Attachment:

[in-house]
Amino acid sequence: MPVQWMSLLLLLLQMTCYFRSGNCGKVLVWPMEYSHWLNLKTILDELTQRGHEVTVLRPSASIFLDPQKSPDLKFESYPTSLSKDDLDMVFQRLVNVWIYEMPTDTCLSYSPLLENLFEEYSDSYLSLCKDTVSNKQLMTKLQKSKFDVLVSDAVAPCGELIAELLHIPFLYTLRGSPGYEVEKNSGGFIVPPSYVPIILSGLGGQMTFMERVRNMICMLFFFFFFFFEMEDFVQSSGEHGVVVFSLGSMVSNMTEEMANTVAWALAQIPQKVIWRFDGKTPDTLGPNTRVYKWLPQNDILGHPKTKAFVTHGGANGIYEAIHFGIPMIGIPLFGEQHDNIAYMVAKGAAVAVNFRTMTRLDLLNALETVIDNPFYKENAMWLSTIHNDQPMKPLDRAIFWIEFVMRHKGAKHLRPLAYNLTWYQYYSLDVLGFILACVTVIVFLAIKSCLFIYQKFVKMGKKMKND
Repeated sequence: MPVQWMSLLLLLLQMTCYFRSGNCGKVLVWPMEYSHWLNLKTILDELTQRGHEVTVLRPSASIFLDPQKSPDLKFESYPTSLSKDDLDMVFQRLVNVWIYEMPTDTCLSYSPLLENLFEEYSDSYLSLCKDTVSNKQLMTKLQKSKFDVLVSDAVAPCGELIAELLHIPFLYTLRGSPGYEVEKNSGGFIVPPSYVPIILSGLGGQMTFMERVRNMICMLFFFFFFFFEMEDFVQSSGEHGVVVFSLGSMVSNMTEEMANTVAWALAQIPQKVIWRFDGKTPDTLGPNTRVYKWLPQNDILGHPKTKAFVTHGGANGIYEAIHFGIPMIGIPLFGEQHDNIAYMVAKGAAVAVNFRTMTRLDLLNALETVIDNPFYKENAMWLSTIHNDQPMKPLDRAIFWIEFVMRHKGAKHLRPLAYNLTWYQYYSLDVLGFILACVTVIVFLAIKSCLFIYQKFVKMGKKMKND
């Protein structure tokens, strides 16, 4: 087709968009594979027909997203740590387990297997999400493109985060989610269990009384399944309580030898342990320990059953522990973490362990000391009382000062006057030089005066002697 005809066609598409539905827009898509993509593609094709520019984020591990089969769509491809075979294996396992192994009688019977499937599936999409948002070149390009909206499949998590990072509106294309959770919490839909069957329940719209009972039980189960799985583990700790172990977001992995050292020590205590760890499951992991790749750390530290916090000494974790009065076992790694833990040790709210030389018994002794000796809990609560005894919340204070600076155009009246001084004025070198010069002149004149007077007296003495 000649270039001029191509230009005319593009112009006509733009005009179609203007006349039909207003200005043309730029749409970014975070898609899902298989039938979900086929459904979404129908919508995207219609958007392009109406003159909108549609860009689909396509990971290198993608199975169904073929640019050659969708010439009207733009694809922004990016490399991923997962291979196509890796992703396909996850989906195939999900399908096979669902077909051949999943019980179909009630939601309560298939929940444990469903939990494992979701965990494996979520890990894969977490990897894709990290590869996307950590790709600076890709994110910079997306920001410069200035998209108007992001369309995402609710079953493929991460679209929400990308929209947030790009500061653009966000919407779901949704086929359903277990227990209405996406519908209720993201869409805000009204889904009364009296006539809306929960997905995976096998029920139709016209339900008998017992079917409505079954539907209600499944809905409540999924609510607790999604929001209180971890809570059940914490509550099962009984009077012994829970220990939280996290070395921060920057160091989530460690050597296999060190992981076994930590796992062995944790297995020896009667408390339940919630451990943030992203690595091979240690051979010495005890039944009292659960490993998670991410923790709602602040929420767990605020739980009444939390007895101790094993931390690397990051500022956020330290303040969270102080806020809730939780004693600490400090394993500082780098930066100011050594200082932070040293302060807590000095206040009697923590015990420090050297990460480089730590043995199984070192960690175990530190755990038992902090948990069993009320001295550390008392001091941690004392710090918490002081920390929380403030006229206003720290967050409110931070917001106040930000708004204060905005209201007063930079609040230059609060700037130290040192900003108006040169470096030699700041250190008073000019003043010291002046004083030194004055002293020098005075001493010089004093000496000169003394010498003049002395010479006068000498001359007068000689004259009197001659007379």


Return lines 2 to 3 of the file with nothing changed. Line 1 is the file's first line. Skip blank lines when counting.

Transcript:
Amino acid sequence: MPVQWMSLLLLLLQMTCYFRSGNCGKVLVWPMEYSHWLNLKTILDELTQRGHEVTVLRPSASIFLDPQKSPDLKFESYPTSLSKDDLDMVFQRLVNVWIYEMPTDTCLSYSPLLENLFEEYSDSYLSLCKDTVSNKQLMTKLQKSKFDVLVSDAVAPCGELIAELLHIPFLYTLRGSPGYEVEKNSGGFIVPPSYVPIILSGLGGQMTFMERVRNMICMLFFFFFFFFEMEDFVQSSGEHGVVVFSLGSMVSNMTEEMANTVAWALAQIPQKVIWRFDGKTPDTLGPNTRVYKWLPQNDILGHPKTKAFVTHGGANGIYEAIHFGIPMIGIPLFGEQHDNIAYMVAKGAAVAVNFRTMTRLDLLNALETVIDNPFYKENAMWLSTIHNDQPMKPLDRAIFWIEFVMRHKGAKHLRPLAYNLTWYQYYSLDVLGFILACVTVIVFLAIKSCLFIYQKFVKMGKKMKND
Repeated sequence: MPVQWMSLLLLLLQMTCYFRSGNCGKVLVWPMEYSHWLNLKTILDELTQRGHEVTVLRPSASIFLDPQKSPDLKFESYPTSLSKDDLDMVFQRLVNVWIYEMPTDTCLSYSPLLENLFEEYSDSYLSLCKDTVSNKQLMTKLQKSKFDVLVSDAVAPCGELIAELLHIPFLYTLRGSPGYEVEKNSGGFIVPPSYVPIILSGLGGQMTFMERVRNMICMLFFFFFFFFEMEDFVQSSGEHGVVVFSLGSMVSNMTEEMANTVAWALAQIPQKVIWRFDGKTPDTLGPNTRVYKWLPQNDILGHPKTKAFVTHGGANGIYEAIHFGIPMIGIPLFGEQHDNIAYMVAKGAAVAVNFRTMTRLDLLNALETVIDNPFYKENAMWLSTIHNDQPMKPLDRAIFWIEFVMRHKGAKHLRPLAYNLTWYQYYSLDVLGFILACVTVIVFLAIKSCLFIYQKFVKMGKKMKND